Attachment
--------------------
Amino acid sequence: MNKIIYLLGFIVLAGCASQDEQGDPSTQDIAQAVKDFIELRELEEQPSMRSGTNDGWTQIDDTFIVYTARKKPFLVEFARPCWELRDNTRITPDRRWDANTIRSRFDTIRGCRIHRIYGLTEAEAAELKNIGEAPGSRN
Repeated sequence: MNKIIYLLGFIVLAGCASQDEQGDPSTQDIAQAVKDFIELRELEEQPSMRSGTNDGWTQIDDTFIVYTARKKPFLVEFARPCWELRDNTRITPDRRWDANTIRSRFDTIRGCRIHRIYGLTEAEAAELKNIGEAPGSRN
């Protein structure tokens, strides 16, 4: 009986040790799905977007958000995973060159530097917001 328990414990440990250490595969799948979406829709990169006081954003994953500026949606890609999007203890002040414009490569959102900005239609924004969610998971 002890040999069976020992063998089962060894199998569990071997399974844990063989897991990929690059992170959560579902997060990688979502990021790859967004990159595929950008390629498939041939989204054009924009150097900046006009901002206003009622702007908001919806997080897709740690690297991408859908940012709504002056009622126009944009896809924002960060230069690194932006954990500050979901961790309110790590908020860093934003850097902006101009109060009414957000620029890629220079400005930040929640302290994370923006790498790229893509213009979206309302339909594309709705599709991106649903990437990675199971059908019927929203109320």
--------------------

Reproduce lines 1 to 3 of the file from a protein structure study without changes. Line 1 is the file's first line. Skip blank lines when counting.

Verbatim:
Amino acid sequence: MNKIIYLLGFIVLAGCASQDEQGDPSTQDIAQAVKDFIELRELEEQPSMRSGTNDGWTQIDDTFIVYTARKKPFLVEFARPCWELRDNTRITPDRRWDANTIRSRFDTIRGCRIHRIYGLTEAEAAELKNIGEAPGSRN
Repeated sequence: MNKIIYLLGFIVLAGCASQDEQGDPSTQDIAQAVKDFIELRELEEQPSMRSGTNDGWTQIDDTFIVYTARKKPFLVEFARPCWELRDNTRITPDRRWDANTIRSRFDTIRGCRIHRIYGLTEAEAAELKNIGEAPGSRN
């Protein structure tokens, strides 16, 4: 009986040790799905977007958000995973060159530097917001 328990414990440990250490595969799948979406829709990169006081954003994953500026949606890609999007203890002040414009490569959102900005239609924004969610998971 002890040999069976020992063998089962060894199998569990071997399974844990063989897991990929690059992170959560579902997060990688979502990021790859967004990159595929950008390629498939041939989204054009924009150097900046006009901002206003009622702007908001919806997080897709740690690297991408859908940012709504002056009622126009944009896809924002960060230069690194932006954990500050979901961790309110790590908020860093934003850097902006101009109060009414957000620029890629220079400005930040929640302290994370923006790498790229893509213009979206309302339909594309709705599709991106649903990437990675199971059908019927929203109320």